Sometimes it almost feels like restaurant criticism is an art and not a science. What, for example, to make of this week’s first brace of verdicts on modern Turkish import Yeni — one a barely-qualified rave, the other a no-holds-barred panning?
Leading things off in the ‘pro’ corner is Jimi Famurewa, dropping his first-ever five stars for food on a “spectacular meal.” Per the ES Magazine critic, this is Anatolian fare that has been “modernised and reappraised without losing any of its grit, soul or assertive, rough-hewn deliciousness” — think an “incredible” dish of cig kofte tartare with potato and egg yolk, or “invitingly charred” octopus tentacle with a “killer Ottolenghi-ish tangle” of bulgur wheat, chilli, and sour cherries. It certainly doesn’t come cheap — 125 quid for two with “hardly any booze” suggesting that pricing “reflects the realities of rent in one of the more financially brutal parts of town”. But it’s absolutely worth it for one of the signal meals of 2019 so far — leaving this critic, at least, “soothed and pleased” in equal measure.
Beginning with that winning descriptor, “a major car crash,” it’s fair to say Jay Rayner’s review is at the other end of the spectrum. Aside from the “touching grace” of the front of house team, there’s little to recommend this version of Yeni, where it’s a close-fought battle for title of most “calamitous” dish: is it the £21 charged for a “huge slumping package” of vine leaves stuffed with chickpeas and labneh? The £26 charged for “ravaged strands” of beef atop “a tombstone of soggy bread?” A “mediocre” panna cotta for pudding at 9 (nine) pounds sterling? Who knows: what is certain, in Rayner’s eyes at least, is that this much-heralded newcomer “weds underwhelming, occasionally disastrous dishes” with “the kind of in-yer-face pricing that gives the entire restaurant business a wretched name.”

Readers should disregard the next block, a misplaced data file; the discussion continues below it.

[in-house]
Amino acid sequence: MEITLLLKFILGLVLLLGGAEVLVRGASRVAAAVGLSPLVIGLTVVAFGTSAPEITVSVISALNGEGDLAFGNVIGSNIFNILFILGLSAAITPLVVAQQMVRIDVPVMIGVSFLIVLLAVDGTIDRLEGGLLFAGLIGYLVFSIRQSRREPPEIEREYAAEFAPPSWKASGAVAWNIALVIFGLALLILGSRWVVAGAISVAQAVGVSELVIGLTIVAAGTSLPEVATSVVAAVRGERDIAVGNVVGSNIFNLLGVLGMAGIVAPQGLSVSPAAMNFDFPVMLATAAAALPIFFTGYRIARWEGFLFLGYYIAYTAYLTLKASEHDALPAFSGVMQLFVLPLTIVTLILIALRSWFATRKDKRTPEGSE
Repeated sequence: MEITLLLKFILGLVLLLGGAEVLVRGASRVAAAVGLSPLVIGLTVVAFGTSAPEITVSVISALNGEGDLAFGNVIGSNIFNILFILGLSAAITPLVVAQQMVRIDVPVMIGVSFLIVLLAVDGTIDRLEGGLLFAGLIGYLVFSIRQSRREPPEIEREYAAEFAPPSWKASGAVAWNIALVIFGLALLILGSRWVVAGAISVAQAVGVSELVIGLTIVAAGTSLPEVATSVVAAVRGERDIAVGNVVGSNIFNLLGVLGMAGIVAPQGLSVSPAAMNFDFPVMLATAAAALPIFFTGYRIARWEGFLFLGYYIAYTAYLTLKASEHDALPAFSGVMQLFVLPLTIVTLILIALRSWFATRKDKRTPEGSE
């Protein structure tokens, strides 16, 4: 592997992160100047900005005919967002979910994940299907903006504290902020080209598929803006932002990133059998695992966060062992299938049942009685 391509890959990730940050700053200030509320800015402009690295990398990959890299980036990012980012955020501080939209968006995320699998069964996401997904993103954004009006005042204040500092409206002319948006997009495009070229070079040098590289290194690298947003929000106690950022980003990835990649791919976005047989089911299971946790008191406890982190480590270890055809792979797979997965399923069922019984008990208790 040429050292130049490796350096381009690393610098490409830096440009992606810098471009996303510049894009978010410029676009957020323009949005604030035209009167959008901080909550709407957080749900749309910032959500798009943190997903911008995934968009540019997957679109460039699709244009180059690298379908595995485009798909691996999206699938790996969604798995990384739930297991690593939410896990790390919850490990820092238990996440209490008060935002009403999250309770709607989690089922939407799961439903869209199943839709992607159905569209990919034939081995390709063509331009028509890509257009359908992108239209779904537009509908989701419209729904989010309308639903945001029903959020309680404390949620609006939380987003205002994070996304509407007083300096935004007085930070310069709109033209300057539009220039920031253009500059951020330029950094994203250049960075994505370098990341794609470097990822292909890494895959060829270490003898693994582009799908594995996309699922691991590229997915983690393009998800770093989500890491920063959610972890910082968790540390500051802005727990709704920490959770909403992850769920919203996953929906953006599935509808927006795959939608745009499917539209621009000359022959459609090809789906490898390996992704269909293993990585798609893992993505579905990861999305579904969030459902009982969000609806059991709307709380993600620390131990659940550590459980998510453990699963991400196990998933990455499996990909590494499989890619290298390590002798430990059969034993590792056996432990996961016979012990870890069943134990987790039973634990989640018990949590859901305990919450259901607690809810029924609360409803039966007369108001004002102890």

The Drunken Butler
Of course, sometimes, a difference of critical opinion is understandable. Restaurants evolve as they age: standards dip, or issues get fixed.
And, one-day-a-week-feasting-menus are introduced which leave hard-to-impress critics giddy and reeling. Marina O’Loughlin, in this case, is the beneficiary of chef-proprietor Yuma Hashemi’s redirection of his “immense talent” away from “decorative, tweezery dishes” and towards his Persian Sundays project, which arrives on the table as a “delicious wave,” an “adventure” into a range of dishes that are to Western palates “as bewildering as they are enchanting.” Really, it’s “the best kind of menu”: one as “horizon-broadening” as it is “grin-inducing.”
And that’s before the meal’s crowning achievement: “dear lord, the tahdig.” This is a “head-spinningly good” version of the classic rice dish, its grains “so light and fluffy,” its crust “so bronzed and heady with butter” that it quite simply “floods the senses.” This is “home cooking elevated until it delivers all the comfort, overlaid with a flourish of clever sophistication”; cooking that’s “as welcoming as it is thrilling.” With its “unhurried” pacing and “beautiful” presentation, “none of it feels like London,” but perhaps that’s exactly the nub. Persian Sundays at The Drunken Butler aren’t just “very special indeed” — they’re actively “life-affirming.”